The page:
Thursday, July 11, 2013

Thermae Romae (2012) NYAFF 2013/Japan Cuts 2013

Lucius is an architect in ancient Rome who is having creativity problems. When an important project comes through a friend takes him to a bath house to help him relax and focus. Sitting and contemplating he suddenly finds himself sucked through time only to appear in modern Japan where he finds the solution to his problem. He is then whisked back to his own time...soon he is traveling back and forth between Rome and Japan, which is where he meets Mami, a young woman who wants to be a manga artist...

Hiroshi Abe stars as Lucius and he's wonderful. I suspect he got the role in large part because he doesn't look wholly Japanese and can pass for a European. At the same time I suspect that he got the role because he's a damn fine actor.  Abe wanders through the film with a great combination of bewilderment and assuredness. His big frame makes him an imposing figure both in Japan and Rome. That the film works as well as it does is due in large part to his casting, as well as Aya Ueto as Mami. Ueto manages to be utterly charming and a perfect match for Abe.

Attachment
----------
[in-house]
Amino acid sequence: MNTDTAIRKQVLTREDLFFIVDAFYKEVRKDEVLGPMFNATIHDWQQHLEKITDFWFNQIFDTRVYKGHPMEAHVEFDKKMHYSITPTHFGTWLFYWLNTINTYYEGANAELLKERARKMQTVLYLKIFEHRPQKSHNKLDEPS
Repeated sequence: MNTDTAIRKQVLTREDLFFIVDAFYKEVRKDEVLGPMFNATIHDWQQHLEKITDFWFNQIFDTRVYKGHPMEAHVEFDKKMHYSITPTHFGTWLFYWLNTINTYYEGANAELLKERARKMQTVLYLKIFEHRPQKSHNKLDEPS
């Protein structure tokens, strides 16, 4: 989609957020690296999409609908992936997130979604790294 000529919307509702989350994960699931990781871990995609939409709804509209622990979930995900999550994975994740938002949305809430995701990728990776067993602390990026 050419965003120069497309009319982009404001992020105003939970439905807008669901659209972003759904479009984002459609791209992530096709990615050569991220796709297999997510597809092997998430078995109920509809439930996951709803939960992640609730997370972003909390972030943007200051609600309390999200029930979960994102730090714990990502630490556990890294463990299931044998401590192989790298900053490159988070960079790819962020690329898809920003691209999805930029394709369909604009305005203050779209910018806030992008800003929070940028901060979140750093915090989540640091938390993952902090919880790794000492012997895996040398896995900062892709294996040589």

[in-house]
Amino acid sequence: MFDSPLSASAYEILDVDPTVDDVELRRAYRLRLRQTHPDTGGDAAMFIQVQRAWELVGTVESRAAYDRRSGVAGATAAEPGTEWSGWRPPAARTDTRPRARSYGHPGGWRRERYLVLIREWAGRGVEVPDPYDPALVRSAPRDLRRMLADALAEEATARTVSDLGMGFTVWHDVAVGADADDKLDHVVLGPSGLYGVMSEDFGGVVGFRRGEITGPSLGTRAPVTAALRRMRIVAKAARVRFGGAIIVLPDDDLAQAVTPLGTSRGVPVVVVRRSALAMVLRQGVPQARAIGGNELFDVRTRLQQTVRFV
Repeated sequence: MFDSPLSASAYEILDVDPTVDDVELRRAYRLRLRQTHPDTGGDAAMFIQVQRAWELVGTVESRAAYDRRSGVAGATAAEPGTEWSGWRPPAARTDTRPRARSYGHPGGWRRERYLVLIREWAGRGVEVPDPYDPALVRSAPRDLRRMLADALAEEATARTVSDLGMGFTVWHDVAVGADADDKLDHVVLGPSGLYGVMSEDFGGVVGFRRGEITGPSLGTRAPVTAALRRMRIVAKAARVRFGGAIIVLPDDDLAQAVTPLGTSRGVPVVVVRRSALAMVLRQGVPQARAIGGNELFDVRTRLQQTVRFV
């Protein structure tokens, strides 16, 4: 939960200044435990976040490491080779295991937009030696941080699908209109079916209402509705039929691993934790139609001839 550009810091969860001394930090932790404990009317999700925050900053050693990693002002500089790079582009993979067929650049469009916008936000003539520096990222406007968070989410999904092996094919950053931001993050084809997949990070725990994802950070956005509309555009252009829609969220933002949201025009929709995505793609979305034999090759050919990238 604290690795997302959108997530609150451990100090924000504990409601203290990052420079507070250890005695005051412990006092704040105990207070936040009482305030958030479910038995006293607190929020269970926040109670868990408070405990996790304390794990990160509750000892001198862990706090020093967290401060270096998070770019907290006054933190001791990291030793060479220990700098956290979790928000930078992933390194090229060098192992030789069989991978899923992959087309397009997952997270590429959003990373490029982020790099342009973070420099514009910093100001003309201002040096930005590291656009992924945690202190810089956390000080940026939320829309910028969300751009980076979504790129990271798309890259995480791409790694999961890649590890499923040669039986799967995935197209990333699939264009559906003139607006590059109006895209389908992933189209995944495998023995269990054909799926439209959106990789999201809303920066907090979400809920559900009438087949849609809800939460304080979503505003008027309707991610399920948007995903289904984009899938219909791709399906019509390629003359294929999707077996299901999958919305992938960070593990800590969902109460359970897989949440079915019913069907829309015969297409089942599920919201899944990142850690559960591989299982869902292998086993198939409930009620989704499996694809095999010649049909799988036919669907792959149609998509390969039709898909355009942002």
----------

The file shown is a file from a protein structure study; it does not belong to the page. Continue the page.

As much as I like the film,(and I'm very passionate about the film) I find that I'm disappointed that I don't love it as much as I really should. Its no fault of anyone except the writer who has scripted a much too episodic story at the start. I know the film is based on a manga  where things can be episodic, but with in the frame work of a film it becomes a bit tiring. I wouldn't have minded some flipping back and forth to lay out the ground rules and characters, but the film flip flops in episodes for an hour before the film settles down as Mami makes the trip back to Rome with Abe (no that is not a spoiler watch the trailers). By the time its on one track I was ready to turn off my import DVD and go on to something else for a bit. Thankfully I didn't but I wanted to.

Now, don't get me wrong, there is nothing wrong with the film, its a damn charming film it's simply that it took a while for me to completely give myself over to it. Hell I've been talking the film up big time since I saw it and my enthusiasm for the film has made several people pick up tickets for its weekend screening at the Japan Society. In all seriousness this is definitely worth your time and you should go see it when it plays this weekend. I'm sure you'll ultimately love the film and be like me, waiting for the sequel which is due for release next year.

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